Monday, November 26, 2007


Here is an interesting concept - an exclusive discount store! WWW.GILT.COM is a members-only shopping website that offers heavily discounted merchandise (50-75%) in an atmosphere that is far from discounted. The website looks well made (besides the ghastly fur-clad image of a kept woman), and is members only. They have direct deals with a handful of designers and offer their goods directly. As one of the co-founders put it, “We are analogous to a sample sale without the headaches.” It's womenswear only, with menswear and childrenswear in the works. Now, who has an invite?

Tuesday, November 06, 2007

Notes on Camp

I was rereading the famous Susan Sontag essay, and my thoughts wondered towards Camp in fashion. I was thinking how framing certain designers as Campy gives their clothes a new meaning, particularly in allowing me to separate their work from kitsch. I am not crazy about Camp myself. My style is by and large monochromatic, and Camp tends to be more colorful, although it does not have to be. Rick Owens can be campy - those 5" heels of his certainly are.

According to Sontag, Camp allows one to be serious about the frivolous, and frivolous about the serious. I think that is exactly what attracts me to work of Jean-Paul Gaultier. He is whimsical in his creations, yet there is a certain seriousness in his work. That seriousness lays in subverting traditional bourgeois images - a sailor becomes a gay boy, a grand dame becomes a hooker, and Gaultier hysterically laughs at the bourgeois propriety that he repeatedly violates. But this laughter is not mean - the way Vivienne Westwood's punk rock laugh was in the 70's - it's hearty. It is not an apolitical laughter (contrary to Sontag's view of all Camp as apolitical) but it is light-hearted all the same. Gaultier is the guy that the sophisticated Camp traffickers like Galliano silently pay homage to. Gaultier's last trick was sending Ms. Velvet d'Amour down the runway as a commentary on the media hoopla surrounding the malnourished models. Before you get all self-righteous, let me repeat - it was commentary not on the underweight girls that are treated like props, but on the media hoopla surrounding the issue. Gaultier rightfully picked up on the insincerity of the bourgeois media - where was the same media the next season lamenting the waifs? Nowhere, because all they care for is a hot story, not the girls.

In my view, what separates Camp from kitsch (something that Sontag only lightly touches upon) are two things - lack of seriousness and quality of execution. Lack of seriousness is what separates Gaultier from Lagerfeld - the King (the Queen?) of kitsch. Lagerfeld, while producing plenty of things that could be seen as campy (little Catholic school girl uniforms, for example), fails to be frivolous. He is dead serious about his role in fashion, and about the things he produces. Barbara Vinken rightfully calls him out in her book Fashion Zeitgeist for violating everything Coco's legacy by putting the Chanel logo on display. That's kitsch. It could've been Camp, but it's not.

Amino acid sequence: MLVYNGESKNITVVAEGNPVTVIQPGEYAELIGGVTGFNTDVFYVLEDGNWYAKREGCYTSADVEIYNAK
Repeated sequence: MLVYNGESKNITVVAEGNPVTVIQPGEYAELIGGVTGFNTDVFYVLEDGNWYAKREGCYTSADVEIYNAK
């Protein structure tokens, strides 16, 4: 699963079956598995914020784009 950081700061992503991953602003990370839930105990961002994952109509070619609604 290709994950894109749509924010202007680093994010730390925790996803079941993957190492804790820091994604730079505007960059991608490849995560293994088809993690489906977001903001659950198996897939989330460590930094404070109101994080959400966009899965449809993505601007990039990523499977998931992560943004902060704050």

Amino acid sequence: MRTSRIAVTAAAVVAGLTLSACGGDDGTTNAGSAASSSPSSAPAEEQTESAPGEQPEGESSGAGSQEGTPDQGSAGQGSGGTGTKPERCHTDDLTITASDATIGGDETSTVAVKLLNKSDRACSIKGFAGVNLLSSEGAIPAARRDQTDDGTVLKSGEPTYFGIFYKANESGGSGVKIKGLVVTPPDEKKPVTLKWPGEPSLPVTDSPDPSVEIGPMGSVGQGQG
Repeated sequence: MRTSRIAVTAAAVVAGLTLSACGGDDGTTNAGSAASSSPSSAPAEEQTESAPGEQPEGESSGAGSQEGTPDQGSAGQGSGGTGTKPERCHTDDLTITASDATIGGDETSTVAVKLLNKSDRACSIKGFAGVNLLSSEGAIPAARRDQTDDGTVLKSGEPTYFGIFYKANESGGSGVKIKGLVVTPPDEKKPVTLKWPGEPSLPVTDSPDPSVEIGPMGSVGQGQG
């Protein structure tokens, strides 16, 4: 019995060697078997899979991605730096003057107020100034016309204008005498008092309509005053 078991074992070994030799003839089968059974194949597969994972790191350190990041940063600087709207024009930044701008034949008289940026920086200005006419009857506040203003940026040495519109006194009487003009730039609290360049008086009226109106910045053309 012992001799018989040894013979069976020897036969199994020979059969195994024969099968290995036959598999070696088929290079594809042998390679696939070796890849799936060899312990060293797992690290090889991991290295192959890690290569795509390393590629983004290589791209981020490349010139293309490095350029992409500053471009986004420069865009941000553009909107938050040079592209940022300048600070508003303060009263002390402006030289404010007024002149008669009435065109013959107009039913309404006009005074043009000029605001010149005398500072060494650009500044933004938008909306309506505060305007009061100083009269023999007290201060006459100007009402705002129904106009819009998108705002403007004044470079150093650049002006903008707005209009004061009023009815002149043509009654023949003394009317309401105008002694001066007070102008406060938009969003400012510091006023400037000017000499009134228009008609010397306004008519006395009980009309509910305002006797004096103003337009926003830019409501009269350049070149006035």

Quality of execution is the second aspect, and that's where I think the Camp men are separated from the kitsch boys. After all, I fully subscribe to the idea that art has to be well executed and manifest the artist's prowess. This is where Gaultier, McQueen (sometimes), Comme des Garcons (strange company for Rei, but don't blame me), Galliano (for the most part) stand apart from the likes of Bernard Willhelm, Jeremy Scott, and Heatherette. While someone could make the case for Willhelm in the past - his Bavarian peasant references done in quality fabrics and gorgeous colors certainly made one look twice - his present work lacks the same quality of execution. Jeremy Scott and Heatherette are nothing to take about - their "work" is kitsch, although it borders on Camp.

What is pure kitsch in fashion, then? There is no lack of it. D&G is pure kitsch. Loud and ugly, it says nothing. DSquared is pure kitsch, although it tries to be campy. Camp is superficial, but it's not shallow enough to simply yawn at it - D2 is. Camp, while being loud, is also sophisticated - D2 is way too crude to be Camp. The Milan would-be Dandy who wears the huge double-G buckled Gucci belt is kitsch - he takes himself seriously. By now the division should make sense.

Camp can be found in strange places. Comme des Garcons is one of them. Rei Kawakubo used to be dead serious about her work, or so it seemed judging by what she sent down the catwalk. Her innovative cuts were matched by her innovative fabrics - I cannot describe her work by any other word than "Avant-Garde." But, it seems as Ms. Kawakubo got older, she had some kind of an internal World War III, and her Modernist ideals became Postmodernist. The Avant-Garde turned into Camp. Somber colors and distressed fabrics gave way to Pink Panther and the Rolling Stones. I am not sure what happened (I'd like to know), but I can tell you one thing - much of Camp (not all) is thematic, and it's easy to be thematic.

For all that, Camp can be fun. Although not my cup of tea, I can enjoy looking at it. And why not? After all, as Sontag says, "The man who insists on high and serious pleasures is depriving himself of pleasure; he continually restricts what he can enjoy; in the constant exercise of his good taste he will eventually price himself out of the market, so to speak."
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